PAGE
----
Audience effects in the Atlantic molly (Poecilia mexicana)–prudent male mate choice in response to perceived sperm competition risk?
© Ziege et al; licensee BioMed Central Ltd. 2009
Received: 30 June 2009
Accepted: 21 August 2009
Published: 21 August 2009
Multidirectional interactions in social networks can have a profound effect on mate choice behavior; e.g., Poecilia mexicana males show weaker expression of mating preferences when being observed by a rival. This may be an adaptation to reduce sperm competition risk, which arises because commonly preferred female phenotypes will receive attention also from surrounding males, and/or because other males can copy the focal male's mate choice. Do P. mexicana males indeed respond to perceived sperm competition risk? We gave males a choice between two females and repeated the tests under one of the following conditions: (1) an empty transparent cylinder was presented (control); (2) another ("audience") male inside the cylinder observed the focal male throughout the 2nd part, or (3) the audience male was presented only before the tests, but could not eavesdrop during the actual choice tests (non-specific sperm competition risk treatments); (4) the focal male could see a rival male interact sexually with the previously preferred, or (5) with the non-preferred female before the 2nd part of the tests (specific sperm competition risk treatments).
The strength of individual male preferences declined slightly also during the control treatment (1). However, this decrease was more than two-fold stronger in audience treatment (2), i.e., with non-specific sperm competition risk including the possibility for visual eavesdropping by the audience male. No audience effect was found in treatments (3) and (5), but a weak effect was also observed when the focal male had seen the previously preferred female sexually interact with a rival male (treatment 4; specific sperm competition risk).
When comparing the two 'non-specific sperm competition risk' treatments, a very strong effect was found only when the audience male could actually observe the focal male during mate choice [treatment (2)]. This suggests that focal males indeed attempt to conceal their mating preferences so as to prevent surrounding males from copying their mate choice. When there is no potential for eavesdropping [treatment (3)], non-specific specific sperm competition risk seems to play a minor or no role. Our results also show that P. mexicana males tend to share their mating effort more equally among females when the resource value of their previously preferred mate decreases after mating with a rival male (perceived specific sperm competition risk), but this effect is comparatively weak.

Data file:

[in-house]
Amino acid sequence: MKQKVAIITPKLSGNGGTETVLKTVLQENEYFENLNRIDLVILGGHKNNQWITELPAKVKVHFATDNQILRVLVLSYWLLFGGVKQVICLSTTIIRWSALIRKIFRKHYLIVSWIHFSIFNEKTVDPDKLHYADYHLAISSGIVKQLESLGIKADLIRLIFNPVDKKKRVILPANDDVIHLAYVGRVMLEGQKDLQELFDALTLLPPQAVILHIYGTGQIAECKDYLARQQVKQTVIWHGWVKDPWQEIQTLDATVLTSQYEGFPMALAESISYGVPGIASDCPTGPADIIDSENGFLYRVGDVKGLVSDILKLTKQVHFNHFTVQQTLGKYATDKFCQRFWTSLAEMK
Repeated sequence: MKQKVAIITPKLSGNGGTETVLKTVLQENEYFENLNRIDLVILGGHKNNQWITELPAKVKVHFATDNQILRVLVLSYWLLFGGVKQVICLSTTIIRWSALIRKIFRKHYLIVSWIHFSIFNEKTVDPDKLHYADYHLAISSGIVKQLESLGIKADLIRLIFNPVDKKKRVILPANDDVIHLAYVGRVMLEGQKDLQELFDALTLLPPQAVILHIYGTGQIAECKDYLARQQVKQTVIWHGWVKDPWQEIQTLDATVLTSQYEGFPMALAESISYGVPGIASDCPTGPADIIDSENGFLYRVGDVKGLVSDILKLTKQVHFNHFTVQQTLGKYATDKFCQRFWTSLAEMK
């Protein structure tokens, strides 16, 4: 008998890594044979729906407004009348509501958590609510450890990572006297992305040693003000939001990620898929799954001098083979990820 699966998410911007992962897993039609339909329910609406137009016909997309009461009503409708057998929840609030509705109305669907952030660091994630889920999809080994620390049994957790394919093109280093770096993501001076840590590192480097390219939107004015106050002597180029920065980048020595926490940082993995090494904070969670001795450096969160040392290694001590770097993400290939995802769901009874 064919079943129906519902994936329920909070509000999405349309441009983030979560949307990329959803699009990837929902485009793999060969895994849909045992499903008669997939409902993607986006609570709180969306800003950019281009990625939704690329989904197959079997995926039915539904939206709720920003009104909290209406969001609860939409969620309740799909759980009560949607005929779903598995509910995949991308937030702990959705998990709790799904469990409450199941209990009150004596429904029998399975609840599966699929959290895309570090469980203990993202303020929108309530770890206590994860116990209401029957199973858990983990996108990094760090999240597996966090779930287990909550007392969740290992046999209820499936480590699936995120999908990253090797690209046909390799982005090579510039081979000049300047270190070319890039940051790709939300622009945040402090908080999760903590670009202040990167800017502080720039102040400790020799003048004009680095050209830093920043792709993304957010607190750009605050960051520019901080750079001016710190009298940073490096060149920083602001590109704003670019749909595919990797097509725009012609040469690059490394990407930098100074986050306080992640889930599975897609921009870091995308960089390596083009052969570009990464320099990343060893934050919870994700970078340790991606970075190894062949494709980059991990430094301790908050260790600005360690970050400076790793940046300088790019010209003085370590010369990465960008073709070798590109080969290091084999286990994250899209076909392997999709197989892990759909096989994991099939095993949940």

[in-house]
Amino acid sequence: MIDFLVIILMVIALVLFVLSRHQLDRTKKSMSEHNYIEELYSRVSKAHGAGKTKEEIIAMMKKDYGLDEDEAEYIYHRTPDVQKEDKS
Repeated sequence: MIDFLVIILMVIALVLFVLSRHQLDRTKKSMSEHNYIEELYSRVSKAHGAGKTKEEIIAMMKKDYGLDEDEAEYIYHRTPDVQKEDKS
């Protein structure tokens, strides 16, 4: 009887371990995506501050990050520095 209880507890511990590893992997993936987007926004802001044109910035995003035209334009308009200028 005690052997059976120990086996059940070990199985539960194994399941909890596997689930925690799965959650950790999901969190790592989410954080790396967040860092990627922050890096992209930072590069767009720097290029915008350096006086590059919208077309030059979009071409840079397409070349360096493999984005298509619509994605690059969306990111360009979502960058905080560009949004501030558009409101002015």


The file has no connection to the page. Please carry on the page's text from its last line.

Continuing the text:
An increasing body of literature considers the question of how mate choice is influenced by the social environment of the choosing individual (non-independent mate choice [1–7]). Traditionally, mate choice is viewed as an interaction and exchange of information between just two individuals, but recent studies have highlighted the role of social context for mating decisions [3, 5, 8–13] thus acknowledging that information can be public and may be used by individuals other than the intended receiver [14–18].
Animals use public information in various contexts [6, 19–23]; for example, green swordtail (Xiphophorus hellerii) males are less likely to initiate a fight against observed winners [24, 25]. Individuals may also use public information during mate choice to assess the quality of potential mates (e.g., [8, 26–30]). For example, female crayfish (Procambarus clarkii) eavesdrop on male contests and prefer winners to losers . Another widespread phenomenon is that individuals may copy the mate choice of others [8, 29, 32–35].
Audience effects occur when the presence of an observing (by-standing) individual leads to changes in the behavior of the observed individual(s) [36–43]. For example, swordtail (Xiphophorus birchmanni) males (Poeciliidae) court females more intensely in the presence of a male audience, suggesting that male courtship in that species has a dual function in mate attraction and to deter rivals , while male sticklebacks (Gasterosteus aculeatus) court females less in the portion of a test tank in which an audience male is visible .
Recent studies using a live-bearing fish (Poecilia mexicana) as a model found that the visual presence of a male competitor (i.e., an audience male) affects the strength of male mating preferences, with a weaker expression of preferences when the audience male observed the focal male [10, 11]. How can this effect be explained? Theoretically, males could try to avoid aggressive interactions by moving away from the preferred female (see  for a discussion), which implies that aggressive behavior would play an important role in determining the expression of male mating preferences in the study species. This hypothesis received little support, because a very similar audience effect was found also in a population of P. mexicana with strongly reduced aggression (the cave molly ). Cave mollies naturally live in a dark and sulfidic habitat, and show very low body condition, so energy-limitation appears to have selected for reduced aggression ( for a discussion). A recent study  argued against another alternative interpretation, namely, the 'split-attention' hypothesis: if split-attention played a role, then also females should alter their mate choice decisions in the presence of a same-sex audience. Even though Poecilia females spent considerable time interacting with the audience female, no comparable decline in the expression of mating preferences was detected .